Wine & Poker, not the odd couple it used to be

When columnist, author, and hotshot poker player Victoria Coren Mitchell made headlines this week by becoming the first two-time winner of the European Poker Tour, it wasn’t just because she was a woman. Somewhat of a big deal was made out of the fact that while she was busy racking up her £391,392 cash purse, she also consumed a heavy amount of red wine.


Afterwards, when she was asked about her execution, the outspoken Londoner said, “Well, obviously if I’d expected to answer that question, I’d have drunk less wine today. I barely remember my own name.” To be fair, the tournament was held along the Italian Riviera, which, for those who visit the coastal getaway, is a utopian stretch of oeneology and viticulture. Who could blame Coren Mitchell for drinking as many celebratory glasses of wine as she needs to while she’s making history at the poker tables? What a perfect way to celebrate.

Wine & Poker pair well.

Wine & Poker pair well.


Wine has always had a strange, almost non-existent relationship with the game of poker. In the U.S., a business owner named Geno Foschi tried to sell a portion of his fine wine collection so that he can enter a high-stakes poker tournament. “The wine for sale includes 13 bottles of Château Margaux 1984, five bottles of Château Lafite Rothschild 1984 and six bottles of Château Margaux 1982,” Andy Young wrote. In 2012, a well-known US poker player named Joe Sebok left the gambling world to work at a grape-crushing facility in Santa Rosa, California. “People who love poker really love poker, and people who love wine really love wine,” said Sebok. “There’s something to be said for strong opinions and the passion that drives them.”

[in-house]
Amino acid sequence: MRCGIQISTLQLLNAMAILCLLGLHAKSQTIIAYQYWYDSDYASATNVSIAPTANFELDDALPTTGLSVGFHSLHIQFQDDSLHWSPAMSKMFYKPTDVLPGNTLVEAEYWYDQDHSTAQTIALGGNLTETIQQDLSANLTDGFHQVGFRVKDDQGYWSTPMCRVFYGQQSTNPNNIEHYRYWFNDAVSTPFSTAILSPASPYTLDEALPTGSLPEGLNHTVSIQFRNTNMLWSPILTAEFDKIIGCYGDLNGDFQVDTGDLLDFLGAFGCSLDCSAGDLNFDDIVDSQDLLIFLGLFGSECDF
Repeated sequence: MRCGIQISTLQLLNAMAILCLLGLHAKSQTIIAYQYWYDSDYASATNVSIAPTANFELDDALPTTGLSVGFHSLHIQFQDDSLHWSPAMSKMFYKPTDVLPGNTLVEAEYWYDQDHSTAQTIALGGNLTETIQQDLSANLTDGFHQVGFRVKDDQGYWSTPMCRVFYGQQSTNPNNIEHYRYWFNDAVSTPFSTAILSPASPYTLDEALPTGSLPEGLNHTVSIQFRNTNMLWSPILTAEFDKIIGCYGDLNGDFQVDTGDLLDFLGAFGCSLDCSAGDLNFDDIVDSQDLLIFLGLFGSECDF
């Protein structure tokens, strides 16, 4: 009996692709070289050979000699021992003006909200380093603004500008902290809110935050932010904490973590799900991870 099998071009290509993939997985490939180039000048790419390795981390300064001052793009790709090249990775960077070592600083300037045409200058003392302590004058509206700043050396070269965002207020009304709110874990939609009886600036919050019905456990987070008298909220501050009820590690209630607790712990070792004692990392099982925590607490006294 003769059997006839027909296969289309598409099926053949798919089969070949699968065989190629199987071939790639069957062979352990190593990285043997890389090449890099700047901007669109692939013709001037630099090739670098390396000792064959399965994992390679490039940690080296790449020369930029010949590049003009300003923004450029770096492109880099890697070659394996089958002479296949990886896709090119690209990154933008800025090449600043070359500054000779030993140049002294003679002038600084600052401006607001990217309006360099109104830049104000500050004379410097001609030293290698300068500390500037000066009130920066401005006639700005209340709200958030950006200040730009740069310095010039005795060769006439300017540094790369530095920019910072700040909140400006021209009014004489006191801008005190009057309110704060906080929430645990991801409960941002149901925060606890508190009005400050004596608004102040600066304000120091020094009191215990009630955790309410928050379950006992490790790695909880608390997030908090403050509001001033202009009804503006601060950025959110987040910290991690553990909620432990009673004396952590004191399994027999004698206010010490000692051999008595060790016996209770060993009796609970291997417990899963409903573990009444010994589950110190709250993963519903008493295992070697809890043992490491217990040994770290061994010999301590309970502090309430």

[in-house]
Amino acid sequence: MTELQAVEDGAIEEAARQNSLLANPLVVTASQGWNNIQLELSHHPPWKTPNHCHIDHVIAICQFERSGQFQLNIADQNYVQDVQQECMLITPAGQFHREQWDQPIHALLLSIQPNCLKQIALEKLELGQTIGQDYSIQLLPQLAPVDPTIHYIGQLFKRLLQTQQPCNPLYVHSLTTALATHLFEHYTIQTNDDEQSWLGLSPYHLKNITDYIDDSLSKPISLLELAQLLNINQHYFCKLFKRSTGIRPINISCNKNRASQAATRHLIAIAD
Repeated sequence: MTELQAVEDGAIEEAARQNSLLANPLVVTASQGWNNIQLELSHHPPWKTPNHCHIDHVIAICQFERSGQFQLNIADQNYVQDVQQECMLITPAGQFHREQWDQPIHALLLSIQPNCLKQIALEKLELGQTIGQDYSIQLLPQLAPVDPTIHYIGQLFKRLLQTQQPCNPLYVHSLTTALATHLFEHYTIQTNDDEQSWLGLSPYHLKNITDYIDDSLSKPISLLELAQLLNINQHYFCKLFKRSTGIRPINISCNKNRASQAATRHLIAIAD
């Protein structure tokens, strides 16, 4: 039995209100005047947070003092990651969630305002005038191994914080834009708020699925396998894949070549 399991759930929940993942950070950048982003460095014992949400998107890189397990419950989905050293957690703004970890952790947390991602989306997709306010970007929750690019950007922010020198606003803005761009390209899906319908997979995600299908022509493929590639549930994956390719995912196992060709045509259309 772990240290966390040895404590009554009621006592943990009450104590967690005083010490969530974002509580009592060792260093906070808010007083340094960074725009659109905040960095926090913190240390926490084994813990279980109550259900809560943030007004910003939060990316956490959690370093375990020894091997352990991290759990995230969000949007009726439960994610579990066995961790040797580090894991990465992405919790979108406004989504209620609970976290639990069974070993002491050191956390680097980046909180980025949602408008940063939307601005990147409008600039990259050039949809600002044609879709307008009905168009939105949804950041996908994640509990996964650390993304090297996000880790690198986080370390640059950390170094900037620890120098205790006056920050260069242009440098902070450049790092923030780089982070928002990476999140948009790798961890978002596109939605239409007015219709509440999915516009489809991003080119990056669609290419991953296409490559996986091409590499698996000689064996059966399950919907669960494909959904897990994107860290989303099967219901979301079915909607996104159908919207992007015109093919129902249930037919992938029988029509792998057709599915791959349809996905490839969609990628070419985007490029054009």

Yes, there is something to be said for the wine/poker comparison. Perhaps this is why a French company has created the card game, Wine Poker. This three-to-ten player game requires each player to have one or two bottles of French wine, poker chips, and a sock (or aluminum foil) to hide the wine label. The object of the game is for each player to taste the wine and guess which French region each bottle comes from. If you must play this game, I suggest you bring a couple of bottles of Chateau Les Traverses 2006 from the Medoc, which I also recommended a while back.


In April 2013, the World Poker Tour made its way back to Johannesburg, South Africa for the Emperors Palace Poker Tour. WPT’s blog lists a winery tour as one of the few “excursions” that the hotel/casino has to offer. I wonder which winery these guests will have the opportunities to visit. Will it be one of my favorites, Spice Route? Or will they get the chance to take the whole trip through the Constantia Valley. I would wish them luck in finding the their favorites, but most of them will probably need that luck more for the poker games.